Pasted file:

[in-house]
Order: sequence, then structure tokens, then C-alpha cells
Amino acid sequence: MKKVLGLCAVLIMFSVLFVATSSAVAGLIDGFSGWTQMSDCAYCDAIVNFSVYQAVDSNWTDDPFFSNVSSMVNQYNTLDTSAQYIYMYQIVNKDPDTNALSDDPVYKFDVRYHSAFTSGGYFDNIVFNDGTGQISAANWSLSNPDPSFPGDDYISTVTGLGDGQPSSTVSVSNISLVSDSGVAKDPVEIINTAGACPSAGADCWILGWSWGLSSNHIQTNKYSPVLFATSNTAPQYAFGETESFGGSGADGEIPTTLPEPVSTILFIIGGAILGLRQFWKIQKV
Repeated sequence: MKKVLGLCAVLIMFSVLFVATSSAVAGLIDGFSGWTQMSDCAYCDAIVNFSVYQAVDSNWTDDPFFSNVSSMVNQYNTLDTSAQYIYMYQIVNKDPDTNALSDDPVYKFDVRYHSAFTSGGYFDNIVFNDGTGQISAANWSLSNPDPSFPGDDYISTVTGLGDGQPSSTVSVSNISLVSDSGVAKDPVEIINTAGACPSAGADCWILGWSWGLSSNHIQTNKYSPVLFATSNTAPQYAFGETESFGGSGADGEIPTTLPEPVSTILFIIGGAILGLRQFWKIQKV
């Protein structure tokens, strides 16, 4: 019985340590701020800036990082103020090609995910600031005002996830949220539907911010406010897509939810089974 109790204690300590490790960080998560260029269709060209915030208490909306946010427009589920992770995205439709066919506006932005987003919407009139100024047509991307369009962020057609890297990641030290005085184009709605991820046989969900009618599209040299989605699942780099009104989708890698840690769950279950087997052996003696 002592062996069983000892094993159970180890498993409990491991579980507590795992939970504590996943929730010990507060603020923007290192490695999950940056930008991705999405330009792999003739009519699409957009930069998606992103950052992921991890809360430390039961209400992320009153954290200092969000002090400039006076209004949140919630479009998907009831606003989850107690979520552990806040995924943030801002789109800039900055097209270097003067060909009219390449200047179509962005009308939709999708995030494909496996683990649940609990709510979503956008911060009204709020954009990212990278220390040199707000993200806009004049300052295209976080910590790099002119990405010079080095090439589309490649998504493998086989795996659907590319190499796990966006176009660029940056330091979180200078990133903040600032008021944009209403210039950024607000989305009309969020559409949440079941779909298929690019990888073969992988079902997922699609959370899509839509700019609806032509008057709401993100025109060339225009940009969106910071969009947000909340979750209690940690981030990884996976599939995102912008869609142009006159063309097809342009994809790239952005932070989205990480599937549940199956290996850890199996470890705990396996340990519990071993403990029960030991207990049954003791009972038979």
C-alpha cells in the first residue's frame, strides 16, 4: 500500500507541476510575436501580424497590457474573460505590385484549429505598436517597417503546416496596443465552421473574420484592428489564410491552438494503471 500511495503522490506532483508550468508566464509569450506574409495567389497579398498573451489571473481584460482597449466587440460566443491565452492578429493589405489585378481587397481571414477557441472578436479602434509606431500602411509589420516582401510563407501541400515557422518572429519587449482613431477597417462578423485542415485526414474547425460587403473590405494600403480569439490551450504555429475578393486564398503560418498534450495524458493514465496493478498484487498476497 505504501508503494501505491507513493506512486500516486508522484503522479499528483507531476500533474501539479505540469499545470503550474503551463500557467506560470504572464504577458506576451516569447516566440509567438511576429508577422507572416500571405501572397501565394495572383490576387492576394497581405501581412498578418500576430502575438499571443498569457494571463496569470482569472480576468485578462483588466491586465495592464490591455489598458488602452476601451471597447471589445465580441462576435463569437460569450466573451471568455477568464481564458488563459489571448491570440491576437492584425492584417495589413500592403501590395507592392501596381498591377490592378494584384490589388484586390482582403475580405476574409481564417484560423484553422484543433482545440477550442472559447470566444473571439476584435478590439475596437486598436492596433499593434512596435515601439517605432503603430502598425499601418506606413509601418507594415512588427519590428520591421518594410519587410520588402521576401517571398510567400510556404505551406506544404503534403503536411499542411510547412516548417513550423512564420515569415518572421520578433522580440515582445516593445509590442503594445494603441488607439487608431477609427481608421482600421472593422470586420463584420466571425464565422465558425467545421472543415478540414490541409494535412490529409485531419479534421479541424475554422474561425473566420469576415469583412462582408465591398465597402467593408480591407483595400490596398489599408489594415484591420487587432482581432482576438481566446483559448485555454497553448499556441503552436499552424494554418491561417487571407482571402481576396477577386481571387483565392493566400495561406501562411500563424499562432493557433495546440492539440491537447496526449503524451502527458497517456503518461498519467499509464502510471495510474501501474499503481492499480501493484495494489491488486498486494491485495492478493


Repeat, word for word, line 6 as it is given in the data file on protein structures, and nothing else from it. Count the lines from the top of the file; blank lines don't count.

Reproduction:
C-alpha cells in the first residue's frame, strides 16, 4: 500500500507541476510575436501580424497590457474573460505590385484549429505598436517597417503546416496596443465552421473574420484592428489564410491552438494503471 500511495503522490506532483508550468508566464509569450506574409495567389497579398498573451489571473481584460482597449466587440460566443491565452492578429493589405489585378481587397481571414477557441472578436479602434509606431500602411509589420516582401510563407501541400515557422518572429519587449482613431477597417462578423485542415485526414474547425460587403473590405494600403480569439490551450504555429475578393486564398503560418498534450495524458493514465496493478498484487498476497 505504501508503494501505491507513493506512486500516486508522484503522479499528483507531476500533474501539479505540469499545470503550474503551463500557467506560470504572464504577458506576451516569447516566440509567438511576429508577422507572416500571405501572397501565394495572383490576387492576394497581405501581412498578418500576430502575438499571443498569457494571463496569470482569472480576468485578462483588466491586465495592464490591455489598458488602452476601451471597447471589445465580441462576435463569437460569450466573451471568455477568464481564458488563459489571448491570440491576437492584425492584417495589413500592403501590395507592392501596381498591377490592378494584384490589388484586390482582403475580405476574409481564417484560423484553422484543433482545440477550442472559447470566444473571439476584435478590439475596437486598436492596433499593434512596435515601439517605432503603430502598425499601418506606413509601418507594415512588427519590428520591421518594410519587410520588402521576401517571398510567400510556404505551406506544404503534403503536411499542411510547412516548417513550423512564420515569415518572421520578433522580440515582445516593445509590442503594445494603441488607439487608431477609427481608421482600421472593422470586420463584420466571425464565422465558425467545421472543415478540414490541409494535412490529409485531419479534421479541424475554422474561425473566420469576415469583412462582408465591398465597402467593408480591407483595400490596398489599408489594415484591420487587432482581432482576438481566446483559448485555454497553448499556441503552436499552424494554418491561417487571407482571402481576396477577386481571387483565392493566400495561406501562411500563424499562432493557433495546440492539440491537447496526449503524451502527458497517456503518461498519467499509464502510471495510474501501474499503481492499480501493484495494489491488486498486494491485495492478493